Pregnancy-related deaths are an indicator of the overall health of women of reproductive age. While they are rare in the United States, there is evidence that rates are getting worse. African American women are three to four times as likely to die as a result of pregnancy when compared to non-Hispanic, white women . Each of the 700 pregnancy-related deaths that occur annually represents a community devastated by loss. An additional 50,000 women or more experience severe complications of pregnancy each year . Many are preventable.
Transformation of the Title V MCH Services Block Grant in 2015 calls for national improvements in maternal health outcomes, including rates of severe morbidity (serious complications per 10,000 delivery hospitalizations) and maternal mortality (deaths during pregnancy or within 42 days of delivery due to pregnancy or its management, per 100,000 live births). Two of 15 National Performance Measures (NPMs) now address women's and maternal health: percent of women with a past year preventive "well woman" visit (NPM-1), and percent of cesarean deliveries among low-risk first births (NPM-2). Each state must select at least one of these measures to address with Title V funds.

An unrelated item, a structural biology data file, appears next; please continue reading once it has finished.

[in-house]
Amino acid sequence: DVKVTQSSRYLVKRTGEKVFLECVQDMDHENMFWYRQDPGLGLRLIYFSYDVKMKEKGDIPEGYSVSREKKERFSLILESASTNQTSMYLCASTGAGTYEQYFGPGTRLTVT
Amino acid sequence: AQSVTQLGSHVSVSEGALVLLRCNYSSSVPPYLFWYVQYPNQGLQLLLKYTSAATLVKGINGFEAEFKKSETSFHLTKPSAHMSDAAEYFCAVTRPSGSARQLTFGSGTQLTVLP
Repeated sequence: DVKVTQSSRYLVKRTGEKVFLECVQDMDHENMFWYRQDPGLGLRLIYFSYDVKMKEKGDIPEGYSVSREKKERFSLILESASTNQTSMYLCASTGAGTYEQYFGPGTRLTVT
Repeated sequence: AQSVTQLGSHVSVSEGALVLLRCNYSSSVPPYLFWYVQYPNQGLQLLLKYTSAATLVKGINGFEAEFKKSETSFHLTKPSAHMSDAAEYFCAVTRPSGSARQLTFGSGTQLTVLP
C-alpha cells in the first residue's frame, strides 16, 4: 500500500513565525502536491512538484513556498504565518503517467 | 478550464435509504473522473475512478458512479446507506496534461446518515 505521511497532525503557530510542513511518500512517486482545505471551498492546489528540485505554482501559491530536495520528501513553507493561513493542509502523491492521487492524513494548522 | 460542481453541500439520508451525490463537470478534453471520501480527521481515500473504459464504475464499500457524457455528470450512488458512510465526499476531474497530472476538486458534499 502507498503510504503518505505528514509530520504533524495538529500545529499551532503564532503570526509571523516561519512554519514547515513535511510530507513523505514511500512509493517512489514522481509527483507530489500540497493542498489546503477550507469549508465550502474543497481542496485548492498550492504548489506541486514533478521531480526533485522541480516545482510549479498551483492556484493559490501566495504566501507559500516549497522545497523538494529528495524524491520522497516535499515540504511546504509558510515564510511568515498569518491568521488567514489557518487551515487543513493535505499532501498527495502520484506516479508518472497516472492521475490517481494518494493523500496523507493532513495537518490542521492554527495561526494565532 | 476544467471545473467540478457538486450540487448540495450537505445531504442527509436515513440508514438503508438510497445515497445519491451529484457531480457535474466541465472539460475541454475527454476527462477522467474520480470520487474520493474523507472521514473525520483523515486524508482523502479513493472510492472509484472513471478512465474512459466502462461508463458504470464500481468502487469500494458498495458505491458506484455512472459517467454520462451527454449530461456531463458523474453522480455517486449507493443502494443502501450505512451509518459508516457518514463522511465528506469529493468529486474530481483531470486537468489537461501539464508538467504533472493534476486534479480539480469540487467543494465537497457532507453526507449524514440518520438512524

Below are some of the efforts AMCHP leads or supports to help its members address these measures and make motherhood safer for women in their states.
Coming Soon! Maternal Mortality Review (MMR) Resource Portal for States
AMCHP will soon host a Web-based portal for the sharing of mortality review resources. Would you like to access templates and examples from a state near you? The portal will help you find resources to assist with legislation, case finding, data collection, review, action, and more. To submit your resources, complete this form and submit to Andria Cornell, firstname.lastname@example.org.
Maternal Health Resource and Planning Guide for States
Released in May 2015, Health for Every Mother offers a menu of strategies supported by examples from more than 30 states and a wealth of national program and policy resources. The guide also includes assessment tools for use internally or with partners. AMCHP staff are happy to talk with you about opportunities to use the guide in your state or community. Contact Brittany Argotsinger, email@example.com, to learn more or to request a hard copy by mail.